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Violin #5 - Strad Body modes


Peter K-G

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Where is the modern powerful violin to match that :)

 

There might be a lot of them, all over.  I might have one on my bench right now.  We'll never really know, until we can get the Cannone into some shootouts... which doesn't look too likely.

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Busy day

 

Mold released and linings set, Back and rib garland roughly finished, too much glue as usual

 

post-37356-0-84179400-1368287832_thumb.jpg  post-37356-0-58514400-1368287866_thumb.jpg

 

Spring is coming humidity has been 30-40 % for 1,5 week

MC ~5%

 

Back before glued on the ribs

 

weight=99 g,

M2 = 175

M5 = 343

 

Coupling frequency on ribs 287 Hz (the other frequency 329)

weight = 165 g

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Because the back plate is under pressure flowing outwards from the sounding box due to the sound post. It is advisable to take all precautionary measures so that the back joint does not split open. On the top plate, cleats are unnecessary.

 

www.kreitpatrick.com

Internal cleats will not stop this....external ones would.

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Busy day

 

Mold released and linings set, Back and rib garland roughly finished, too much glue as usual

 

attachicon.gifMoldRelease.jpg  attachicon.gifBackRibs_RoughlyFinished.jpg

 

Spring is coming humidity has been 30-40 % for 1,5 week

MC ~5%

 

Back before glued on the ribs

 

weight=99 g,

M2 = 175

M5 = 343

 

Coupling frequency on ribs 287 Hz (the other frequency 329)

weight = 165 g

As long as you're collecting all these numbers you might also consider dividing the mode frequencies by the weight of the plate. This Hz/g gives some indication how effective your wood choice and plate shapes are.  For example, your back's mode 5 of 343Hz divided by your plate weight of 99g gives 3.46 Hz per gram. 

 

You can track this effectiveness number as you do your plate thinning. If you thin an area and this number goes down it might mean you picked the wrong area to thin. 

 

I don't know if this is helpful but its another amusement.

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 If you thin an area and this number goes down it might mean you picked the wrong area to thin. 

 

This is only true if the goal is to maximize the Hz/gram value of the free plate.  If you have some information that I don't, showing that maximizing this value for a given piece of wood does something beneficial for the sound of the completed instrument, please let us in on this research.

 

While it may be true that finding a higher Hz/gram value might be a good thing (if higher stiffness/weight is good) in a plate made to a consistent arching and graduation pattern, it does not follow that selectively thinning to mazimize the value in a given plate would have any similar benefit.

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This is only true if the goal is to maximize the Hz/gram value of the free plate.  If you have some information that I don't, showing that maximizing this value for a given piece of wood does something beneficial for the sound of the completed instrument, please let us in on this research.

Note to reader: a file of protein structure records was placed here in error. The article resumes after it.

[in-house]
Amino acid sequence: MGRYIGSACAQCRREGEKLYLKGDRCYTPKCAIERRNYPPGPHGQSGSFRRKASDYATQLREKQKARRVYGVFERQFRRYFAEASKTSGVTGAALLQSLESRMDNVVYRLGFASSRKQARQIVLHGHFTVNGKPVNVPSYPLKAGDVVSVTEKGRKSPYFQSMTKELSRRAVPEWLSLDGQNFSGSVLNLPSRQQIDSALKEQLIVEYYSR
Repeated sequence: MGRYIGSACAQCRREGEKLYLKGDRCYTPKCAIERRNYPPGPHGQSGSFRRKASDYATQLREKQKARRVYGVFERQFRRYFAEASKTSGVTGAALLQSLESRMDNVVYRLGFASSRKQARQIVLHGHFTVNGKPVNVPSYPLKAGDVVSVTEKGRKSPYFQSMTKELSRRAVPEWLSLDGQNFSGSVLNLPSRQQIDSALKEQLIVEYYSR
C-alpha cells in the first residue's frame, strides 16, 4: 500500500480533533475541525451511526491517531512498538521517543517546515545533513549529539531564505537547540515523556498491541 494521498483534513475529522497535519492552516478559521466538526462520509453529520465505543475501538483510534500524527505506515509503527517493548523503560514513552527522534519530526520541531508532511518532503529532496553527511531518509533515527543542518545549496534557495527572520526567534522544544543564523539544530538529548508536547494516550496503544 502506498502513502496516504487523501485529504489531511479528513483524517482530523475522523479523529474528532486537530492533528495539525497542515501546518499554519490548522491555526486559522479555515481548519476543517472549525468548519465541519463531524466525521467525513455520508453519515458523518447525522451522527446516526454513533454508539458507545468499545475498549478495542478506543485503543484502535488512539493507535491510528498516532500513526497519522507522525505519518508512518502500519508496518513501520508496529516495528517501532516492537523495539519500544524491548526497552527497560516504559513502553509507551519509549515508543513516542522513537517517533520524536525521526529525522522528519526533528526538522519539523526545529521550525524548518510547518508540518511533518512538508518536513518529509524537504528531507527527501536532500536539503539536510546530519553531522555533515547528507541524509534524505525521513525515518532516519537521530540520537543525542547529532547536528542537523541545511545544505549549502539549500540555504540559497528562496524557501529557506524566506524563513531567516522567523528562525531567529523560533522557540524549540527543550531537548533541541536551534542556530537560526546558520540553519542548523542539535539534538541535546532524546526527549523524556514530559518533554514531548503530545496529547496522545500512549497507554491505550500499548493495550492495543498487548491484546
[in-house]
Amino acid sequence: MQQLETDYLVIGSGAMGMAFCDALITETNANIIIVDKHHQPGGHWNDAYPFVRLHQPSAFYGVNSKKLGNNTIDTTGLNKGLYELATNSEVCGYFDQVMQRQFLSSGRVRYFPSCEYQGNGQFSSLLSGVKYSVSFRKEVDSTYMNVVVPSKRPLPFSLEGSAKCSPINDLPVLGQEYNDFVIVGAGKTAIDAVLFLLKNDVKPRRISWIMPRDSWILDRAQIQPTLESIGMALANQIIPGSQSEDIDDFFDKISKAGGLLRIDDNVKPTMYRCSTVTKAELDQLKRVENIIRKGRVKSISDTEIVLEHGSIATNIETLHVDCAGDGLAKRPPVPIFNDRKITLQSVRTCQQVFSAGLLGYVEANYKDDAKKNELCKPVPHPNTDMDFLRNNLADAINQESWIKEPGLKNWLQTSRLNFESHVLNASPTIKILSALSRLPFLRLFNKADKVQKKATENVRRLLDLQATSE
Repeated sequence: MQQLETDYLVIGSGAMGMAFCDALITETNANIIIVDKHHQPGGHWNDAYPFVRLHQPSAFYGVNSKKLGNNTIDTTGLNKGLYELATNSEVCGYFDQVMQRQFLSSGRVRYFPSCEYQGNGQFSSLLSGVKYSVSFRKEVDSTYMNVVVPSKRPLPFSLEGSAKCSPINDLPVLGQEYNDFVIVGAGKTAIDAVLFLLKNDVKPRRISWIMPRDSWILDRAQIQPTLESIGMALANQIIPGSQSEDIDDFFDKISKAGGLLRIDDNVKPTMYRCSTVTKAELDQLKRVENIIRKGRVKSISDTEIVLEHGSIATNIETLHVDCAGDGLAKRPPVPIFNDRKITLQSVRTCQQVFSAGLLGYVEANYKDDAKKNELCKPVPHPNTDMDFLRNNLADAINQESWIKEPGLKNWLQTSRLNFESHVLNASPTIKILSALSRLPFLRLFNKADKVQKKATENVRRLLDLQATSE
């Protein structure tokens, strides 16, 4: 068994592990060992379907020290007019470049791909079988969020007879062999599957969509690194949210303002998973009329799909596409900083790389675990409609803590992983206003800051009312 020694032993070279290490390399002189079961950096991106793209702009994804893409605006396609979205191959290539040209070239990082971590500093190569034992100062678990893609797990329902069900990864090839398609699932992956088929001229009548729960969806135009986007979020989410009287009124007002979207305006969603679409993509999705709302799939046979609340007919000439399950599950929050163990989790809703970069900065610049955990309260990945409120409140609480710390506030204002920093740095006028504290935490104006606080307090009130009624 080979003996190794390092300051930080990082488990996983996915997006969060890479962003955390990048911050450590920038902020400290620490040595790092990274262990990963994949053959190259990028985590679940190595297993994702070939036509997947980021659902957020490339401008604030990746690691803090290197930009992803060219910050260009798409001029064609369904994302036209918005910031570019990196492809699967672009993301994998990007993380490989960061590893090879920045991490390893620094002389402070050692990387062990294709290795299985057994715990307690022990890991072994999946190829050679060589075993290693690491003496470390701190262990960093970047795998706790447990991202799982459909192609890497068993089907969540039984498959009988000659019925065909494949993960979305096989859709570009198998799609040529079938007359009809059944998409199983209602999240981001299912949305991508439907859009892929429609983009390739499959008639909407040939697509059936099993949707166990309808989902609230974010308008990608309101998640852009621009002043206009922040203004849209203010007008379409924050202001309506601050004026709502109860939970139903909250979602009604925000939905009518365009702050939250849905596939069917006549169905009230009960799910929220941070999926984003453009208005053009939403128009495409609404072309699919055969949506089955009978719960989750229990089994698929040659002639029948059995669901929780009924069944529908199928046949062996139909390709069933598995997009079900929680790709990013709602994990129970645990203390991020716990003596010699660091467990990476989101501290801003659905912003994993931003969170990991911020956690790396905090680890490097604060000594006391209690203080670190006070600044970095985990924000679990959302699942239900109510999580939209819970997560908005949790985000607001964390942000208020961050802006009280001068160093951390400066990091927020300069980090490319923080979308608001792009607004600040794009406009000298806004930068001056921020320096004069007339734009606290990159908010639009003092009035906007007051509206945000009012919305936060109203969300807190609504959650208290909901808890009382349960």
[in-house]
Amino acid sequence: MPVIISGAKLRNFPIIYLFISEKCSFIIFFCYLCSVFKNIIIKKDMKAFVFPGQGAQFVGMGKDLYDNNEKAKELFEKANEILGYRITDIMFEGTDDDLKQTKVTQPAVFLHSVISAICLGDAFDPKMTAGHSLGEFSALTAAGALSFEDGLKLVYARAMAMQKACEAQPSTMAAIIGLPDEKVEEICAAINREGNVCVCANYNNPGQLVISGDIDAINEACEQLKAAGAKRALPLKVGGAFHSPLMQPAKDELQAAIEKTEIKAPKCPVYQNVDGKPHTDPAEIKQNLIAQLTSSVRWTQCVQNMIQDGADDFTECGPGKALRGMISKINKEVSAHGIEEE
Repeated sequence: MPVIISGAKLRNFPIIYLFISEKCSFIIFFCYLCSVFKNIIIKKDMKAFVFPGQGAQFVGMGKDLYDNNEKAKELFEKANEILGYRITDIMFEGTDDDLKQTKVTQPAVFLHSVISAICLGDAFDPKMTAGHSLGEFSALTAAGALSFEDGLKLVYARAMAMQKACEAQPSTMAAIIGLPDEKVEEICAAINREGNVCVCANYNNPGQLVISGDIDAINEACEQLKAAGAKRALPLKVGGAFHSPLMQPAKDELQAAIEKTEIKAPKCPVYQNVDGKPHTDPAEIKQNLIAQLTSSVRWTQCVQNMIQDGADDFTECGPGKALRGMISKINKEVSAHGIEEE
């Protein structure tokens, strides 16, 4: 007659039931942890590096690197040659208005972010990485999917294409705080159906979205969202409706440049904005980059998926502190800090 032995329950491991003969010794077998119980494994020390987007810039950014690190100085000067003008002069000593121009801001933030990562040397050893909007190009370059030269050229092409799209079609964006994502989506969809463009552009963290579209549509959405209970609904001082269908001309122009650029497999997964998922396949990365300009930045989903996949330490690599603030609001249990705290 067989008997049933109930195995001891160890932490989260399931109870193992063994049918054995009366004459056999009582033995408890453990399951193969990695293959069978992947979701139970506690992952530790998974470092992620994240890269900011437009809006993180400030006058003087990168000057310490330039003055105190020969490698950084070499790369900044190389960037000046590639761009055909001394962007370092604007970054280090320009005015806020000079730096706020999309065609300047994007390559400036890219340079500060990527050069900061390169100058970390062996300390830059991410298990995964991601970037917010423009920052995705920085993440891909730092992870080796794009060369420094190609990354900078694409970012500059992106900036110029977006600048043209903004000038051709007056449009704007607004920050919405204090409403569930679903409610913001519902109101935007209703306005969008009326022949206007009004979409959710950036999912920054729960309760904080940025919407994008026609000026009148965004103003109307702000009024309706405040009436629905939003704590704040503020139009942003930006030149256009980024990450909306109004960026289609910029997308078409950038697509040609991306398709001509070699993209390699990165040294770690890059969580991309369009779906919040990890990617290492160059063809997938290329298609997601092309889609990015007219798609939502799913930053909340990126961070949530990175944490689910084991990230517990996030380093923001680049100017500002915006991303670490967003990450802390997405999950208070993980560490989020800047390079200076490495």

While it may be true that finding a higher Hz/gram value might be a good thing (if higher stiffness/weight is good) in a plate made to a consistent arching and graduation pattern, it does not follow that selectively thinning to mazimize the value in a given plate would have any similar benefit.

I don't know the plate's mode 5 or 2 Hz/gram values for lots of great and poor sounding instruments so I can't say whether or not they're important. 

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As long as you're collecting all these numbers you might also consider dividing the mode frequencies by the weight of the plate. This Hz/g gives some indication how effective your wood choice and plate shapes are.  For example, your back's mode 5 of 343Hz divided by your plate weight of 99g gives 3.46 Hz per gram. 

 

You can track this effectiveness number as you do your plate thinning. If you thin an area and this number goes down it might mean you picked the wrong area to thin. 

 

I don't know if this is helpful but its another amusement.

 

Actually I did that Marty, this is from the top plate:

 

Top_tuning.JPG

 

with rounded edges it will be around 67,5 g (5,1 Hz/g)

 

This is very well described in the book, also how to ensure that it's stable/does not increase once the violin is finished and after year of use. The goal was to tune it to 5,3 Hz/g (65 g), but I didn't manage to tune the extrados/arch good enough for that.

 

The back plate was a nightmare due to tuning at 0% MC. I managed to fix it with help from Patrick. Got it down to 99 g from 110 g

 

Could you post your original tuning descriptions, I can't find them anymore. Before I read Patrick's book I use to follow them (The blue, red, white areas and where to tune)

 

Thanks

post-37356-0-96811700-1368339395_thumb.jpg

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Dividing the mode 5 frequency by the weight of the plate in the white before cutting the f-holes and before installing the bass bar is valid only:  a) at the moment when you finish the plate and  for a given moisture content in the wood. In no way does it indicate whether the choice of wood or distribution of the thicknesses is correct.